Should I Granulate My Scrap Copper?

The question of whether or not to granulate copper has come across our metaphorical desk several times, so we figured it’s time to address it. Let’s begin by explaining granulation.

What Is Granulated Copper?

It’s the process of taking ordinary copper wire, like Romex®, Cat 5, or Cat 6, and pounding it so incredibly hard that it breaks into small pieces using a granulator. You feed the wire into the machine, and it gets to work. It starts by shredding the wire into grains only a centimeter long. It is then rerun through, cutting the grains into pieces as small as three millimeters long.

Problems With Granulating Copper

But first, let’s examine the argument against granulating copper (or any metal, for that matter). 

  1. Separating the good from the bad: You’ve now grounded copper down, making it much easier to store and hold. But you can’t sell it as is because the plastic insulation is still mixed in. Now, you have a whole other process before you can sell anything. Separation is typically performed using an electrostatic separator, which can separate particles by mass in a low-energy charged beam. How many scrappers do you know that have a spare one of these on hand?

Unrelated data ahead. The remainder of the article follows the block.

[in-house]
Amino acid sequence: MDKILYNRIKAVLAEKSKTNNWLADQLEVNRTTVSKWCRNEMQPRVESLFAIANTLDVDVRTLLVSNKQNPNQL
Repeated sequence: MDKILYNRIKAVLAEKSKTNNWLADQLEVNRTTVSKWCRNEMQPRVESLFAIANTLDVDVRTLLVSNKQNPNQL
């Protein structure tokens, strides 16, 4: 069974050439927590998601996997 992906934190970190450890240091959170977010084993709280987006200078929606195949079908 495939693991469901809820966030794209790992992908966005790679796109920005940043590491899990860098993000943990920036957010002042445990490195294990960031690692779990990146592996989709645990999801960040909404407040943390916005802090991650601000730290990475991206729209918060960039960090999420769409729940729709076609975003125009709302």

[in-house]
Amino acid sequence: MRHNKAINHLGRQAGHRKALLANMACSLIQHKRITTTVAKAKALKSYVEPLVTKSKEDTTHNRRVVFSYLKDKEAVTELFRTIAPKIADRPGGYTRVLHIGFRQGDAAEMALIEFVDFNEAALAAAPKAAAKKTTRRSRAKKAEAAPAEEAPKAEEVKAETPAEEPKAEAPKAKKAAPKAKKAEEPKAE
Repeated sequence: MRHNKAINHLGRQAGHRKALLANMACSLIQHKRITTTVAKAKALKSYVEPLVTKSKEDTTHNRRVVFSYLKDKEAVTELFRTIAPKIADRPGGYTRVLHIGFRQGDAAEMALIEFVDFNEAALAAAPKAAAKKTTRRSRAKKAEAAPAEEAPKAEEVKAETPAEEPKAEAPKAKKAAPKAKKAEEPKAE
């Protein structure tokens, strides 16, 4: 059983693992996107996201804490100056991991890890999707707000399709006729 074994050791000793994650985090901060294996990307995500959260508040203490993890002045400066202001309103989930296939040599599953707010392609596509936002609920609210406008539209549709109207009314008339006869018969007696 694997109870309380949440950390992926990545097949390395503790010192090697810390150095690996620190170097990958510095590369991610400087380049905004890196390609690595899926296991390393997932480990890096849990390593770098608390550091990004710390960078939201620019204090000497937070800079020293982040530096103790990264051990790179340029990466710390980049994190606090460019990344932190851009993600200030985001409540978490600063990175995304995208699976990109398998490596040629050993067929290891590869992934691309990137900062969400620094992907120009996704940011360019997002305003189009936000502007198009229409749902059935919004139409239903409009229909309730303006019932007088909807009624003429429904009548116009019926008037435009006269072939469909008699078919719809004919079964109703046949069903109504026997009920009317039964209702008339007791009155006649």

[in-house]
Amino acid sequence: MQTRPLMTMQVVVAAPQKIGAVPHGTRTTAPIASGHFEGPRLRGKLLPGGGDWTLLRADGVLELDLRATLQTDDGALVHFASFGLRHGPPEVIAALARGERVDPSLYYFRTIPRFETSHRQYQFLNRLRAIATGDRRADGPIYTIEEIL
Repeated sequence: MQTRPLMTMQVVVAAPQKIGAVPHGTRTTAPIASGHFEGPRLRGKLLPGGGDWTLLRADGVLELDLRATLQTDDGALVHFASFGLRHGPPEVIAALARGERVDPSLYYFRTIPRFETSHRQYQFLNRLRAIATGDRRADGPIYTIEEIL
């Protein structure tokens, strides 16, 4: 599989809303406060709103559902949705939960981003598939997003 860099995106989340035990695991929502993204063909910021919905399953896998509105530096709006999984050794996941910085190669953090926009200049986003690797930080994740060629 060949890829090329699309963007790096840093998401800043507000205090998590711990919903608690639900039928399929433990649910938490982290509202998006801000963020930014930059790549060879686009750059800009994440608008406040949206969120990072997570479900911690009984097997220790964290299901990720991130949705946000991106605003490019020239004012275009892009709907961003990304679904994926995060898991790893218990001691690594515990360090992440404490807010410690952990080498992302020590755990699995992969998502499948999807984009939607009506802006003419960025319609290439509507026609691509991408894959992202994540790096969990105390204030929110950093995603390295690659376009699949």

2. It Ain’t Cheap: So you want to granulate copper to hoard and eventually sell. Well, great, because now you must make two significant investments. Granulators and separators can cost thousands of dollars, so be prepared to spend some big bucks. Take this CopperMine Industrial Granulator, for example… it’s $20,000. I think it’s safe to say your everyday scrapper isn’t going out to buy a $20k machine (and if you are, tell them iScrap sent you).
  3. Does your yard even take granulation? Some yards won’t even take a granulated wire because who knows if it’s 100% copper. It would be difficult for your yard to decipher whether it’s Bare Bright, #1 Copper, #2 Copper, or just some sort of fool’s copper. The point is that most won’t take the chance and will altogether decline to buy it. If you have one of the few yards that will take grades of copper chop, expect to receive a lower grade than a standard Bare Bright.
  4. Be prepared to wait for that ROI… So you leaped and bought that expensive granulator. Good for you, but don’t expect a return on investment soon unless you sell A LOT of copper.

In conclusion…

Why make something more challenging than it is? Find some copper scrap, sort, separate, strip, bring it down to the yard, and make that cash. Leave the granulating to someone else. Happy Scrapping!